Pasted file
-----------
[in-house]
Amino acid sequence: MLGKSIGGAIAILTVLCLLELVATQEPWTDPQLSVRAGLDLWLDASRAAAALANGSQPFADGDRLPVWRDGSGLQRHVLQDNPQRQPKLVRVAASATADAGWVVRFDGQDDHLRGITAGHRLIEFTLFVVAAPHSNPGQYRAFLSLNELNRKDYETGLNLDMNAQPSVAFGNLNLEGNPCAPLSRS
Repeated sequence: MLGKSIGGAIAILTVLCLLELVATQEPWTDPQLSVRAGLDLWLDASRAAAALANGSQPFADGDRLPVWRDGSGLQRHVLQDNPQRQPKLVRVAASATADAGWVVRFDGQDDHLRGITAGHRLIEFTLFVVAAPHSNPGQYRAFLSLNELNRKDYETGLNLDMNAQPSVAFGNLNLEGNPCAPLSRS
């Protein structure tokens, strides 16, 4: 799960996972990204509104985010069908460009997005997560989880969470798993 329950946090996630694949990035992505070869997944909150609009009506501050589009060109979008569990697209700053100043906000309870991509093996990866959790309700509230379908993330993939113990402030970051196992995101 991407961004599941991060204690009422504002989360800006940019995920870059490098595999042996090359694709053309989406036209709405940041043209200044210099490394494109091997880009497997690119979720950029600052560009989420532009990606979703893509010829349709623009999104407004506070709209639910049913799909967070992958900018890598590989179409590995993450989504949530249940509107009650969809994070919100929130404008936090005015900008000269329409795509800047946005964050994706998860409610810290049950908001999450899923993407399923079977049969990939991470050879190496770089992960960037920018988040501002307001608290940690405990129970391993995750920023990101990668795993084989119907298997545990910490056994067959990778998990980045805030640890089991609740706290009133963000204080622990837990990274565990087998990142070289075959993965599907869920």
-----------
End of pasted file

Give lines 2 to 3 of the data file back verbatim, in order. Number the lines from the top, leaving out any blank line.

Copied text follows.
Amino acid sequence: MLGKSIGGAIAILTVLCLLELVATQEPWTDPQLSVRAGLDLWLDASRAAAALANGSQPFADGDRLPVWRDGSGLQRHVLQDNPQRQPKLVRVAASATADAGWVVRFDGQDDHLRGITAGHRLIEFTLFVVAAPHSNPGQYRAFLSLNELNRKDYETGLNLDMNAQPSVAFGNLNLEGNPCAPLSRS
Repeated sequence: MLGKSIGGAIAILTVLCLLELVATQEPWTDPQLSVRAGLDLWLDASRAAAALANGSQPFADGDRLPVWRDGSGLQRHVLQDNPQRQPKLVRVAASATADAGWVVRFDGQDDHLRGITAGHRLIEFTLFVVAAPHSNPGQYRAFLSLNELNRKDYETGLNLDMNAQPSVAFGNLNLEGNPCAPLSRS